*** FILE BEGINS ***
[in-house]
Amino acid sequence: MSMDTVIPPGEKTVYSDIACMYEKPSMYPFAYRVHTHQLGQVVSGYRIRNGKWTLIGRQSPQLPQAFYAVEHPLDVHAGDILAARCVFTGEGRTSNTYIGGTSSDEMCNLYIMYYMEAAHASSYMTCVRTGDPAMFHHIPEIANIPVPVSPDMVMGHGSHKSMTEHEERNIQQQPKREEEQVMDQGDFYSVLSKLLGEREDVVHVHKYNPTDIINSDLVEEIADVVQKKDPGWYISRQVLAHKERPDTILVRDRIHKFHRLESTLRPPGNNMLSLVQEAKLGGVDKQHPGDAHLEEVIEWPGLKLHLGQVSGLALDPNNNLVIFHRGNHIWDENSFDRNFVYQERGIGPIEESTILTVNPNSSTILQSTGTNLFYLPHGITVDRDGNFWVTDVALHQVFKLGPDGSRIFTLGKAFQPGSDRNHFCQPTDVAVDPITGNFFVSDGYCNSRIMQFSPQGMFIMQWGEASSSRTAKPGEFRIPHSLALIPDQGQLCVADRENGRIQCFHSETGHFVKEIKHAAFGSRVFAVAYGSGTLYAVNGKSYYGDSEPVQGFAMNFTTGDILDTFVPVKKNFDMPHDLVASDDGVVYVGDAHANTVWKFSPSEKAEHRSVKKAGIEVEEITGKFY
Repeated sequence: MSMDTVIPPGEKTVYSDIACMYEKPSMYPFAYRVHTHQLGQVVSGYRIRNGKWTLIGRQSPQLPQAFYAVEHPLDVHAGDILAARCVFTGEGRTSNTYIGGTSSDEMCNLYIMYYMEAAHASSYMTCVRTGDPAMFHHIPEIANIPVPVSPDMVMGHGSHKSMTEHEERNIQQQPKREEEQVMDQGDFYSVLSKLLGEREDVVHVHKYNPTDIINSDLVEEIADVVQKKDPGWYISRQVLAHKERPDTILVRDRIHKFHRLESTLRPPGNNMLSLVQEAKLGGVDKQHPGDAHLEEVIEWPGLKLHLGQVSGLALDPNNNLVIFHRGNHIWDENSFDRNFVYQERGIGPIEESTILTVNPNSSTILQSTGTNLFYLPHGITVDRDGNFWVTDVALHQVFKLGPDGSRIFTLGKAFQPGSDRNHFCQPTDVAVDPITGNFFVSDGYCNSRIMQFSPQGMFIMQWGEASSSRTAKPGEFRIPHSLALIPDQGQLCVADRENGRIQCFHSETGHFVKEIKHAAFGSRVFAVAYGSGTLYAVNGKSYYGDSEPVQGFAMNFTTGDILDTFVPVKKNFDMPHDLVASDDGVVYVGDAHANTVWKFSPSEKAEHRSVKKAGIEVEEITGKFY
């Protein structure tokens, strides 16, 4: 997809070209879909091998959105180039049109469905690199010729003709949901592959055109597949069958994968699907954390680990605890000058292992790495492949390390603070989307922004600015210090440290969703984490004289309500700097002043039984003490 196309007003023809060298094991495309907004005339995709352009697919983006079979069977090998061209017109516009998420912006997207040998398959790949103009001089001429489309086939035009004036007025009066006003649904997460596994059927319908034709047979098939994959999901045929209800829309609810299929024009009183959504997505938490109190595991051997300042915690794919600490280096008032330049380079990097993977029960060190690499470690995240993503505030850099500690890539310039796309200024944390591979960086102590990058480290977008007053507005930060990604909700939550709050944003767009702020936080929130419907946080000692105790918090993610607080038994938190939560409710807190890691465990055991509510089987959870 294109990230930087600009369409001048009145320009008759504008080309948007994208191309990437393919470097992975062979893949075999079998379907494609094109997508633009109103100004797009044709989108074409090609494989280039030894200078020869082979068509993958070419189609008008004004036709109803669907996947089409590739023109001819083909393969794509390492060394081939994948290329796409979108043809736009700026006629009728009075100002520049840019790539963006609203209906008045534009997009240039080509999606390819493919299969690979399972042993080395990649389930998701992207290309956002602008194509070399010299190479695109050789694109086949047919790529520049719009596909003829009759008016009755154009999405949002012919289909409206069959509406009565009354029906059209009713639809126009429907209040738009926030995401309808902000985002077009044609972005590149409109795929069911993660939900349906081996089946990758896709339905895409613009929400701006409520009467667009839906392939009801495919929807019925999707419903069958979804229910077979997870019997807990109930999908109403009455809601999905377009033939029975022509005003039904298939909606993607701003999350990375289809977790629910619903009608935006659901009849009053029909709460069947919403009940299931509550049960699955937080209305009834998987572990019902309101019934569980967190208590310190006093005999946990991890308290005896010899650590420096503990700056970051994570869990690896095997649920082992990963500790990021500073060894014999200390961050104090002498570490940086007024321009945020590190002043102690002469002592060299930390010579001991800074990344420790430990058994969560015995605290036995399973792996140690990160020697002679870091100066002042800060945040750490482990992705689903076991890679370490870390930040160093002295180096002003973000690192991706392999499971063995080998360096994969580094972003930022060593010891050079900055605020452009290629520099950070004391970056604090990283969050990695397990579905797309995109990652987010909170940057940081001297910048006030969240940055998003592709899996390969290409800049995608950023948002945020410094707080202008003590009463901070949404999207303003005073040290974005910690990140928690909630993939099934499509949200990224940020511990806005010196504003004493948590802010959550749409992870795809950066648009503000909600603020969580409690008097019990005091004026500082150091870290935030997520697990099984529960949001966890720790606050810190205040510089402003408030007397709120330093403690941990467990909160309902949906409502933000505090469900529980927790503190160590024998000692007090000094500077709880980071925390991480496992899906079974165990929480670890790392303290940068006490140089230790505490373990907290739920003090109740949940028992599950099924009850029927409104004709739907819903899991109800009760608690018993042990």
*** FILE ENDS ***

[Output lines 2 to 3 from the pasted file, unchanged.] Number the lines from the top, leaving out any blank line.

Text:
Amino acid sequence: MSMDTVIPPGEKTVYSDIACMYEKPSMYPFAYRVHTHQLGQVVSGYRIRNGKWTLIGRQSPQLPQAFYAVEHPLDVHAGDILAARCVFTGEGRTSNTYIGGTSSDEMCNLYIMYYMEAAHASSYMTCVRTGDPAMFHHIPEIANIPVPVSPDMVMGHGSHKSMTEHEERNIQQQPKREEEQVMDQGDFYSVLSKLLGEREDVVHVHKYNPTDIINSDLVEEIADVVQKKDPGWYISRQVLAHKERPDTILVRDRIHKFHRLESTLRPPGNNMLSLVQEAKLGGVDKQHPGDAHLEEVIEWPGLKLHLGQVSGLALDPNNNLVIFHRGNHIWDENSFDRNFVYQERGIGPIEESTILTVNPNSSTILQSTGTNLFYLPHGITVDRDGNFWVTDVALHQVFKLGPDGSRIFTLGKAFQPGSDRNHFCQPTDVAVDPITGNFFVSDGYCNSRIMQFSPQGMFIMQWGEASSSRTAKPGEFRIPHSLALIPDQGQLCVADRENGRIQCFHSETGHFVKEIKHAAFGSRVFAVAYGSGTLYAVNGKSYYGDSEPVQGFAMNFTTGDILDTFVPVKKNFDMPHDLVASDDGVVYVGDAHANTVWKFSPSEKAEHRSVKKAGIEVEEITGKFY
Repeated sequence: MSMDTVIPPGEKTVYSDIACMYEKPSMYPFAYRVHTHQLGQVVSGYRIRNGKWTLIGRQSPQLPQAFYAVEHPLDVHAGDILAARCVFTGEGRTSNTYIGGTSSDEMCNLYIMYYMEAAHASSYMTCVRTGDPAMFHHIPEIANIPVPVSPDMVMGHGSHKSMTEHEERNIQQQPKREEEQVMDQGDFYSVLSKLLGEREDVVHVHKYNPTDIINSDLVEEIADVVQKKDPGWYISRQVLAHKERPDTILVRDRIHKFHRLESTLRPPGNNMLSLVQEAKLGGVDKQHPGDAHLEEVIEWPGLKLHLGQVSGLALDPNNNLVIFHRGNHIWDENSFDRNFVYQERGIGPIEESTILTVNPNSSTILQSTGTNLFYLPHGITVDRDGNFWVTDVALHQVFKLGPDGSRIFTLGKAFQPGSDRNHFCQPTDVAVDPITGNFFVSDGYCNSRIMQFSPQGMFIMQWGEASSSRTAKPGEFRIPHSLALIPDQGQLCVADRENGRIQCFHSETGHFVKEIKHAAFGSRVFAVAYGSGTLYAVNGKSYYGDSEPVQGFAMNFTTGDILDTFVPVKKNFDMPHDLVASDDGVVYVGDAHANTVWKFSPSEKAEHRSVKKAGIEVEEITGKFY